Teaching Tools

Population Thinking

Populations are all around us, and within us. We are a part of large populations of humans and of multi-species ecosystems. We as individuals are also made up of many different cells and organ systems, and of many different processes and behaviors.

Understanding how these populations change over time requires population thinking.

This entails understanding and noticing the processes that create variation in populations, and understanding and noticing processes that change the frequency of variants.

Applying population thinking to human evolution

Many different hominid and hominin groups existed throughout the evolutionary history of our species. They all differed a bit in their behavior, perception, brain, body, genetic make-up, social life. Some of them survived better and had more offspring than others. Offspring have inherited certain traits from their parents, e.g. through the inheritance of their genes or through imitation of behaviors. Their populations persisted and continued to evolve. They are among our ancestors. Others could not survive so well or have not had many offspring, and their populations gradually became extinct.

As biotic and abiotic environmental conditions change, so do the advantages and disadvantages of having certain behavior and other characteristics for the survival of organisms. One speaks of the function or consequences of a trait: What functions or effects does a trait have under given environmental conditions for the survival and reproduction of an organism, its offspring, or its group?

For example, depending on environmental conditions, certain dietary habits or modes of locomotion are more beneficial than others. Many organisms can change their behavior quickly in response to new conditions, learn new behaviors, and can thus adapt to changing environmental conditions to a degree. However, living beings can not substantially change morphological and physiological features, or their genes during their lifetime. The change in these traits occurs only at the level of a population - those whose traits allow them to survive and reproduce better than others will have more offspring, and if they inherit these traits to their offspring, these traits will become more prevalent in the population.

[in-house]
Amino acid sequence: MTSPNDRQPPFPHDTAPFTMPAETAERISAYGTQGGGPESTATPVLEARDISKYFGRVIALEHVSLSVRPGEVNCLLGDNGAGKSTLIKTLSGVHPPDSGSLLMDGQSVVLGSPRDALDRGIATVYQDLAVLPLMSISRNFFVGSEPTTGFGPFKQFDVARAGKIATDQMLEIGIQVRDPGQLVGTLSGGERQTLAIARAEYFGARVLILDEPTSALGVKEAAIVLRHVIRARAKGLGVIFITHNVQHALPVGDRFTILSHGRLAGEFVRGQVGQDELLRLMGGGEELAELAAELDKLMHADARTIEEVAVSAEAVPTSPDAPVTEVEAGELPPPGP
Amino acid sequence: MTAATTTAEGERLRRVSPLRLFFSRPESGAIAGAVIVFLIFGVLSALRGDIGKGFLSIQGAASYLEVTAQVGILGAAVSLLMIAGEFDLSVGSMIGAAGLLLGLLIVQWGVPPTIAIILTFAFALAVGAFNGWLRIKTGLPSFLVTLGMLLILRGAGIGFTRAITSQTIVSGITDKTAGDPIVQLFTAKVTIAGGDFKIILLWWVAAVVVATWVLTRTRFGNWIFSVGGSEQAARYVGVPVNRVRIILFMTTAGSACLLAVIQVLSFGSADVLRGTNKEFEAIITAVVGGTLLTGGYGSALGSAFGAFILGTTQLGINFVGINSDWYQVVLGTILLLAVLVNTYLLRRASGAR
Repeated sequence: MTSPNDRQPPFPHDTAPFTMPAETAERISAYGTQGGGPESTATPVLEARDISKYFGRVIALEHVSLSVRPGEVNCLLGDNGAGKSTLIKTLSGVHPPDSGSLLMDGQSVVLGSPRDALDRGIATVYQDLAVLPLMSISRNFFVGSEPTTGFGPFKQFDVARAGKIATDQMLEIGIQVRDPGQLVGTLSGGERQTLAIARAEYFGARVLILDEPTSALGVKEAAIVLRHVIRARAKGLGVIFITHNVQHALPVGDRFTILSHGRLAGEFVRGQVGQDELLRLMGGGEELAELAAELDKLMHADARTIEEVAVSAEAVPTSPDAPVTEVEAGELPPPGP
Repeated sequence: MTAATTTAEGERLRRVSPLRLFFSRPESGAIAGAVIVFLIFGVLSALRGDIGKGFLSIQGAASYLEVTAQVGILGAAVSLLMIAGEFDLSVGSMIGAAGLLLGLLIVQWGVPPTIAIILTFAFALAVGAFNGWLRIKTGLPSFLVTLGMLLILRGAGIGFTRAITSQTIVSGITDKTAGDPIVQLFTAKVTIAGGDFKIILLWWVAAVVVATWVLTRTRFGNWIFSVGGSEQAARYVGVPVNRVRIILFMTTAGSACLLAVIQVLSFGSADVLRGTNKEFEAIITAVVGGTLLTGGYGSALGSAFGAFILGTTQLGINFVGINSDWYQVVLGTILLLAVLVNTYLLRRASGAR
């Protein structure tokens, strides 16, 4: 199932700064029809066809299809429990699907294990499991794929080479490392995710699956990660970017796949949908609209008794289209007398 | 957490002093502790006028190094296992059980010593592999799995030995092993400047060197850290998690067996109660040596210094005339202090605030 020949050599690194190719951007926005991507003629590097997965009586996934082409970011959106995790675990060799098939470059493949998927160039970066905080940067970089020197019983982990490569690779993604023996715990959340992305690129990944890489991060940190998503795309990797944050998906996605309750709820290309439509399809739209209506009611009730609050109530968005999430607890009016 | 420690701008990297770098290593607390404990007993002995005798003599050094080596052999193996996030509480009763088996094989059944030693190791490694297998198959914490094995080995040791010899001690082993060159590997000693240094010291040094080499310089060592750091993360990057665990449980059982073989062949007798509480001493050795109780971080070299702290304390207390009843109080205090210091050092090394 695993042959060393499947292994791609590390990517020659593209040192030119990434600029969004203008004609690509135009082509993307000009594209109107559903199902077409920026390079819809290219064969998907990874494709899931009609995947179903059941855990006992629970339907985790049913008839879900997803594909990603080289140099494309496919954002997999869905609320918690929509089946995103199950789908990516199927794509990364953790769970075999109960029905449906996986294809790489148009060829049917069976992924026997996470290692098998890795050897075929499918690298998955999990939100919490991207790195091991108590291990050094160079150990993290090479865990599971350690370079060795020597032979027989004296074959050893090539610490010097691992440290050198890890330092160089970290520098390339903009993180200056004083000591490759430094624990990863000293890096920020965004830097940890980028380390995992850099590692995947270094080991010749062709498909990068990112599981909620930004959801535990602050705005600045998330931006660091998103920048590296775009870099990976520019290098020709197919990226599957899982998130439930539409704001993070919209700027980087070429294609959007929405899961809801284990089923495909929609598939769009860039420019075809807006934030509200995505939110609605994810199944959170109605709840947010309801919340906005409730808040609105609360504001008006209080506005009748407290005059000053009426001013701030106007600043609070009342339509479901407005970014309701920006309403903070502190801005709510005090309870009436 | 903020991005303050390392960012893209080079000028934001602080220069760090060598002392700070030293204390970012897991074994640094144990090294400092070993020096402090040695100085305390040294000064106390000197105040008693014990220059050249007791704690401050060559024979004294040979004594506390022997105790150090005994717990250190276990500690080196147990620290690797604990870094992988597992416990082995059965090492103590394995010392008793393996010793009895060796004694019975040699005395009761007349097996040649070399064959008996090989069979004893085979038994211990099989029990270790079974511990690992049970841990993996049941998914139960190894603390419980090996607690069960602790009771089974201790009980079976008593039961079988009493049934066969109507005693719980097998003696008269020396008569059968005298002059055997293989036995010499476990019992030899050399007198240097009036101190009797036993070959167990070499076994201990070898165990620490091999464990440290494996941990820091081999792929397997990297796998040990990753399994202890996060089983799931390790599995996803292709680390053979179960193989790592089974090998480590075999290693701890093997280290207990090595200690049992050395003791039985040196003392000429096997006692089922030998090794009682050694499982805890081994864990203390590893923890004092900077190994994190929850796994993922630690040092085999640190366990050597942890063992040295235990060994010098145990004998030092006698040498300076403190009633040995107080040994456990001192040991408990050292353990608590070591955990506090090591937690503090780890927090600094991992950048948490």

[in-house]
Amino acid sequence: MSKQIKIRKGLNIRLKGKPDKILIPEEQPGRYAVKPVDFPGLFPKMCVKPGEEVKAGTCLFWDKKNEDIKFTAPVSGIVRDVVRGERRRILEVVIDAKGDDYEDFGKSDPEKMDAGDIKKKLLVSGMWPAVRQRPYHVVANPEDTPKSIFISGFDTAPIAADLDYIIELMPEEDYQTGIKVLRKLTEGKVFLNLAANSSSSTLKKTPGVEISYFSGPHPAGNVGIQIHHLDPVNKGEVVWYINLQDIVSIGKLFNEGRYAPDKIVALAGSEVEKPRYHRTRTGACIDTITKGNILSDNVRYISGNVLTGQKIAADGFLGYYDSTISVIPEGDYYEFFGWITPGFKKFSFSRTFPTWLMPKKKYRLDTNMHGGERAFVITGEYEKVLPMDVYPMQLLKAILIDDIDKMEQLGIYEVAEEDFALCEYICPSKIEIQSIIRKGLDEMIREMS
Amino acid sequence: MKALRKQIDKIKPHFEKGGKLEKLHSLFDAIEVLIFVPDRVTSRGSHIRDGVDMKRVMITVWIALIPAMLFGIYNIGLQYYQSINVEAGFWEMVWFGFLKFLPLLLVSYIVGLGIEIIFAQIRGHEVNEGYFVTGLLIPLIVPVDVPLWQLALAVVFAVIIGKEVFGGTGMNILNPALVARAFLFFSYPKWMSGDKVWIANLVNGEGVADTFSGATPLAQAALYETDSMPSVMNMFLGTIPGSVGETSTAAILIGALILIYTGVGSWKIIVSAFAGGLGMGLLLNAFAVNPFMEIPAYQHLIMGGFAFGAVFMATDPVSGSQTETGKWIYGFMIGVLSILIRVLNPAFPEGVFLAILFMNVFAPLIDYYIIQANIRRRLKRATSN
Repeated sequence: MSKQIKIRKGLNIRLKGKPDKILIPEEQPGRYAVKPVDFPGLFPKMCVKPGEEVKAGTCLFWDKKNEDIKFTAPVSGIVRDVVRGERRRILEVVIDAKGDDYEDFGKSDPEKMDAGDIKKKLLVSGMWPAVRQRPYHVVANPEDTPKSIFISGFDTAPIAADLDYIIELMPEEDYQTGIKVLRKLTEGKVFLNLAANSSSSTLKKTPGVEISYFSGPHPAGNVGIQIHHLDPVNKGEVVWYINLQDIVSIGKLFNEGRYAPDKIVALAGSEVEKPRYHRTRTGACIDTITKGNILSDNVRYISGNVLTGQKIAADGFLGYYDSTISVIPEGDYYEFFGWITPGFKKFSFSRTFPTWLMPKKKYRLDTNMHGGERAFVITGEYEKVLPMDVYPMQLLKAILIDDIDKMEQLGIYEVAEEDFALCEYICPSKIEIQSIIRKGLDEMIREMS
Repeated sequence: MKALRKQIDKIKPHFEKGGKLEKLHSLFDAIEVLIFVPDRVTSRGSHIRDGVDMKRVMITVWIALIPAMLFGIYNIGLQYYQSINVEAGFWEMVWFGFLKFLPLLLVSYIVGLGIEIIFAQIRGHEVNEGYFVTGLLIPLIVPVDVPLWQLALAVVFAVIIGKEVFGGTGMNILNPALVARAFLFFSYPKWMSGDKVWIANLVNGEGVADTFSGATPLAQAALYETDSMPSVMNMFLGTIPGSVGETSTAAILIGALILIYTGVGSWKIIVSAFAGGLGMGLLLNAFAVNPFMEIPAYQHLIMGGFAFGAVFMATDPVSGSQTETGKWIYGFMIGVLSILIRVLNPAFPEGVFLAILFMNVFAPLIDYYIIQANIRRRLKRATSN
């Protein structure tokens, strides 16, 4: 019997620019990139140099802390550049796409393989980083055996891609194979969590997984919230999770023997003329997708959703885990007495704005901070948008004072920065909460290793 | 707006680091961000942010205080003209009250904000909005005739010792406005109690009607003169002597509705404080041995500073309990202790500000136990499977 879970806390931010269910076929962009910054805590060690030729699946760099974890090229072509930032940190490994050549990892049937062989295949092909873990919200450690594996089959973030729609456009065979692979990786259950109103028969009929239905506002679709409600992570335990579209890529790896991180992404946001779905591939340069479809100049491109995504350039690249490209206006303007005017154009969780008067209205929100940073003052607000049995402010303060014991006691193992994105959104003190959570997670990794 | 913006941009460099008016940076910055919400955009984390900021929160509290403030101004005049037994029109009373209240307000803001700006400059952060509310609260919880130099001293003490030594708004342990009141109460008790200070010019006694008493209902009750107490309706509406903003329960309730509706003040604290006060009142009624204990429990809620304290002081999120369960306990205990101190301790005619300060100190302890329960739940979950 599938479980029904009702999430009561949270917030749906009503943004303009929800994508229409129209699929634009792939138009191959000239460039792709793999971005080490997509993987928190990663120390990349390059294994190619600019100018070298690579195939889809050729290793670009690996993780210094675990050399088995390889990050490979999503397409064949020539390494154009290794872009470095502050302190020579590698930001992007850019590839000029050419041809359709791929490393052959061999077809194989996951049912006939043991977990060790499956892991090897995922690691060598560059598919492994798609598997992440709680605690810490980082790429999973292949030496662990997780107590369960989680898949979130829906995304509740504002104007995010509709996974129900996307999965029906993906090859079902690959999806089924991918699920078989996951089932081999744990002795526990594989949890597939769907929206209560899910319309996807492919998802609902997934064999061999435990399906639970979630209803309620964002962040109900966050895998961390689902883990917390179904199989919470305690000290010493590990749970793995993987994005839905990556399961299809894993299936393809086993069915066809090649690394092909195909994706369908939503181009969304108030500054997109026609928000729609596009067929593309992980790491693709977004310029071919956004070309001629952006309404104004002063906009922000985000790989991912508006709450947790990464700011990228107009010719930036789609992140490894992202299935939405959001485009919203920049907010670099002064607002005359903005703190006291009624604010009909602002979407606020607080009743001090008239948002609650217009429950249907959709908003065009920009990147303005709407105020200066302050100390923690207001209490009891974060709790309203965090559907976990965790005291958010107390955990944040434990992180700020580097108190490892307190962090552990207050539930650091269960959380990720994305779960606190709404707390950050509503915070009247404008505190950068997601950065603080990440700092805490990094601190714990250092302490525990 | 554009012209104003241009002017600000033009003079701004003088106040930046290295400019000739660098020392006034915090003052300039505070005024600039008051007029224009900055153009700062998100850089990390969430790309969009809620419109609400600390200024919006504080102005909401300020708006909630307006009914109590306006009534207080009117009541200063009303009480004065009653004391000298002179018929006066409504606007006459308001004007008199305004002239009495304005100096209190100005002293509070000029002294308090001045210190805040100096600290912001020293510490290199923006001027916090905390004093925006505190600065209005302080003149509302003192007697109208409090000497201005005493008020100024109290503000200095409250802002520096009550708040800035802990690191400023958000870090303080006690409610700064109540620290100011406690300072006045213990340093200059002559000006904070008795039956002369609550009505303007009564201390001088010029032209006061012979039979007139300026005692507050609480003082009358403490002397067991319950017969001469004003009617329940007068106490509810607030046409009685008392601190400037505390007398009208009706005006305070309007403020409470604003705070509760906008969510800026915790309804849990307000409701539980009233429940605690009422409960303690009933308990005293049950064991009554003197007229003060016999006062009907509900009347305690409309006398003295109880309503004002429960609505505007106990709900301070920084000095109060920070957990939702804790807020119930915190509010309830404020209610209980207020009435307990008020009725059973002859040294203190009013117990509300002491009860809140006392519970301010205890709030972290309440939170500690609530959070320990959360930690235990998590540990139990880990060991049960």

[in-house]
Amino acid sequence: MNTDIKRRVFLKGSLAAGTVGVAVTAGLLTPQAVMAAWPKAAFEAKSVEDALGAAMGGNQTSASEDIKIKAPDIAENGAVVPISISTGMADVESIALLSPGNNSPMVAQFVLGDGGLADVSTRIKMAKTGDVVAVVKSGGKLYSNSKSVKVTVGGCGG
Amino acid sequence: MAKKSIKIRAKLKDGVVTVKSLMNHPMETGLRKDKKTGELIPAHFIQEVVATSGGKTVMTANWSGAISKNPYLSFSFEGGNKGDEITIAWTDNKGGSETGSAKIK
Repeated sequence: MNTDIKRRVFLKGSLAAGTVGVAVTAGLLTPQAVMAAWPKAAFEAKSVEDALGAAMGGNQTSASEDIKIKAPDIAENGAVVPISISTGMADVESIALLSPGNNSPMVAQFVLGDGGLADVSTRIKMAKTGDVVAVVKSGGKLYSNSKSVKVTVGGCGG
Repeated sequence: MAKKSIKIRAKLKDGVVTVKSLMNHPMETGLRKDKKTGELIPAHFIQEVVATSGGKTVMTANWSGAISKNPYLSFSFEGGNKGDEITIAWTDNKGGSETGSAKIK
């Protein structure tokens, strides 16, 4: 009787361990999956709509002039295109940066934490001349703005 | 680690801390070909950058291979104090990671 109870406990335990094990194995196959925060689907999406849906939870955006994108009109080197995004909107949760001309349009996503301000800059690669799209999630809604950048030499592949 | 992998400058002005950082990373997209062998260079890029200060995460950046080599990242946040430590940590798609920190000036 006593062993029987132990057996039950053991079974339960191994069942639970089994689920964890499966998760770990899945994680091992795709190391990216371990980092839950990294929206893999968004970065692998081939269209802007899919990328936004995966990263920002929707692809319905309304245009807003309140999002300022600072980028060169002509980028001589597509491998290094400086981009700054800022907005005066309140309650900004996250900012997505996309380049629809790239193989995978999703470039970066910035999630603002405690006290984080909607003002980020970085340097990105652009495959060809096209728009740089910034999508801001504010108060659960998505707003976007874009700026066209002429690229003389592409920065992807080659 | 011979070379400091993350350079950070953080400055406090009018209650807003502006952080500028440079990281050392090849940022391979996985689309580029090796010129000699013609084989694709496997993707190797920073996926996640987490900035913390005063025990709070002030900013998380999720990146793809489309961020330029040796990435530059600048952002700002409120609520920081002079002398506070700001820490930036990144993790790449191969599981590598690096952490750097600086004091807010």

Applying population thinking to individual learning and culture

With the help of analogy maps, we can transfer processes of population change to other domains beyond populations of biological organisms.

  • See more here on transferring to cultural evolution

  • See more here on transferring to the behaviors of our mind that allow us to create beharioal variation and that allow us to choose (selection) the behavioral variants based on what we care about

References

Hayes, S. C., Sanford, B. T., & Chin, F. T. (2017). Carrying the baton: Evolution science and a contextual behavioral analysis of language and cognition. Journal of Contextual Behavioral Science, 6(3), 314–328. https://doi.org/10.1016/j.jcbs.2017.01.002

Mesoudi, A. (2011). Cultural Evolution: How Darwinian Theory Can Explain Human Culture and Synthesize the Social Sciences. Chicago, USA: University of Chicago Press.

Rosenbaum, D. A. (2014). It’s a Jungle in There: How Competition and Cooperation in the Brain Shape the Mind. Oxford University Press.

Shtulman, A. (2006). Qualitative differences between naïve and scientific theories of evolution. Cognitive Psychology, 52(2), 170–194. https://doi.org/10.1016/j.cogpsych.2005.10.001

Wilson, D. S., Hayes, S. C., Biglan, A., & Embry, D. D. (2014). Evolving the Future: Toward a Science of Intentional Change. Behavioral and Brain Sciences, 37(4), 395–460. https://doi.org/10.1017/S0140525X13001593